It’s amazing how nice and civilized the security guards are down at the Federal Court building on Pearl Street (pleasantly correcting me when I asked if this was 500 “Worth Street”), probably due to the fact that they don’t have to actually sit in a courtroom listening to the bullshit legalese spewing from the mouths of guys making four times their salaries. Which is what I was subjected to at the hearing for “Antidote Films vs. Laura Albert” and her alter ego JT Leroy, who I’m sure would have been dragged into court as well had he existed.
So Antidote Films is ostensibly suing for fraud because the author name on the cover of the book they optioned doesn’t belong to the author. And to make the point that the author’s identity is relevant – no, essential! – the plaintiff’s lawyer brought up no less a literary legend than Shakespeare himself. “Of course author matters! Would people read Shakespeare if it wasn’t Shakespeare?” the three-piece suit mused rhetorically as Christopher Marlowe had a good hearty laugh from the grave. Catching himself, he quickly moved on to the example of horror icon Stephen King, who would never use a pseudo…well, you get the picture. (To add insult to injury, Antidote is also trying to collect 110 thousand dollars in “punitive” damages – though the lawyer assured the jury they “weren’t out to punish anyone.” What part of “punitive” do you not understand, sir? Are we talking “pseudo-punitive” damages here?)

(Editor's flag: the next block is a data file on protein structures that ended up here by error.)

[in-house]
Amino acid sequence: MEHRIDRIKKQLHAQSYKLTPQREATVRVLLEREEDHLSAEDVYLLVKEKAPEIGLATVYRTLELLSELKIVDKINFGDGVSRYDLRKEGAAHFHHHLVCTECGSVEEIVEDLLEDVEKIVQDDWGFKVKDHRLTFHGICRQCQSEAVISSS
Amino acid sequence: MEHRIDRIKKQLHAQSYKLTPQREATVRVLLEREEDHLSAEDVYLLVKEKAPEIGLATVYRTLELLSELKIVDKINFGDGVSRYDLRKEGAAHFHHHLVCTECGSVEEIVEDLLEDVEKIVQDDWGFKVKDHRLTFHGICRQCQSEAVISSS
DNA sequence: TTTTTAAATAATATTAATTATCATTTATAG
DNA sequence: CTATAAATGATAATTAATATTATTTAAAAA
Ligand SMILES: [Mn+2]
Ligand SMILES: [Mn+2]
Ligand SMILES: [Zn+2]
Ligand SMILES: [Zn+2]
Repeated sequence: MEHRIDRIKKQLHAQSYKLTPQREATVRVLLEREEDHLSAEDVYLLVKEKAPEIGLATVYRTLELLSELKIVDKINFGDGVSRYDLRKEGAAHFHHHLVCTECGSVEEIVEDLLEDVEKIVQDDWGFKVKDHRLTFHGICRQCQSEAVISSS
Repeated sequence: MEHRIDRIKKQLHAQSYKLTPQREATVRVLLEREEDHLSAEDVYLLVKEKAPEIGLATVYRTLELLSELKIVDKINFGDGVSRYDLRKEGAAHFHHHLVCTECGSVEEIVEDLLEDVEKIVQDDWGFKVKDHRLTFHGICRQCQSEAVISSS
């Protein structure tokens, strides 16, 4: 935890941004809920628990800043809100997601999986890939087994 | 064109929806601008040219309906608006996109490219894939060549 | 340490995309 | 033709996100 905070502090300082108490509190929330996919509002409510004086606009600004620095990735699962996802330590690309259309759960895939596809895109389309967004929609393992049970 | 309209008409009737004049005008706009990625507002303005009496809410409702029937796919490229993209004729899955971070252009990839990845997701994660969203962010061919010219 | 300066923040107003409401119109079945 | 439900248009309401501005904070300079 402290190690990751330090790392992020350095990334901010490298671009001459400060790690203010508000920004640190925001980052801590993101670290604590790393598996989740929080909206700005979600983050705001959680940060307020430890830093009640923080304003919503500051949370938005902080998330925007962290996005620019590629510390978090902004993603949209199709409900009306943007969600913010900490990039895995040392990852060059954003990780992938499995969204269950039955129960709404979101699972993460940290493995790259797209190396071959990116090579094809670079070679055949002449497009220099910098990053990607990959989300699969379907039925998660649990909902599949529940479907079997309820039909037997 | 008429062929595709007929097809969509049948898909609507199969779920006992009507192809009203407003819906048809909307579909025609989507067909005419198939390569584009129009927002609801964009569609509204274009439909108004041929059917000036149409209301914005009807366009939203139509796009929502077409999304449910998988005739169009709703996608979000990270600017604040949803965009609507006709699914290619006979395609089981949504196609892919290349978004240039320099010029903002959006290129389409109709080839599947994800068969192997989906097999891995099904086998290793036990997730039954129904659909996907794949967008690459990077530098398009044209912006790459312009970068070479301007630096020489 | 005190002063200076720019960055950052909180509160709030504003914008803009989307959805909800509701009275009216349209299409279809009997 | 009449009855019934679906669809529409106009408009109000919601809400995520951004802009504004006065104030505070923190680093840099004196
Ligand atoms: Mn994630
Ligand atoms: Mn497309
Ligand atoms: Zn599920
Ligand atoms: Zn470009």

I guess I’m trying to find the humor in all this because, frankly, Laura Albert’s Kafkaesque nightmare scares the hell out of me. I view JT Leroy’s life in the limelight as one spectacular, performance-art piece, a collaboration between author and audience like a singer and his fans – with the fans unfortunately turning on their idol when “tough gangsta rapper” is revealed to have grown up in a quiet New Jersey suburb. But does that make the tune itself any less catchy? That the lyrics can speak to someone’s experience so deeply is what keeps the music “real.” Which is why this demand for apologies, for remorse, outrages me so.
The defense lawyers are pounding hard the subject of Albert’s psychiatric history on the stand but Albert’s mental health is irrelevant. (Though as a good friend of mine pointed out, amputees who run marathons are called inspirational for turning disability into creative pursuit, so why isn’t Laura Albert being held up as a hero for turning her emotional “disability” into art?) No, this case is solely about a book – published as fiction, optioned as fiction, end of story. And this is why even the sanest of artists needs to heed the wake-up call, this frightening cautionary tale. As an author who published a 100% nonfiction memoir as fiction (only because my U.K. publisher’s “brand” is erotic fiction so I didn’t have much of a choice), will I one day be sued because my story happened, because I actually exist? Sound crazy? Laura Albert’s being sued right now because she exists and JT Leroy doesn’t. Fact is the only hoax, the only fraud perpetrated, is by a judicial system that could allow a baseless case like this to even come to trial.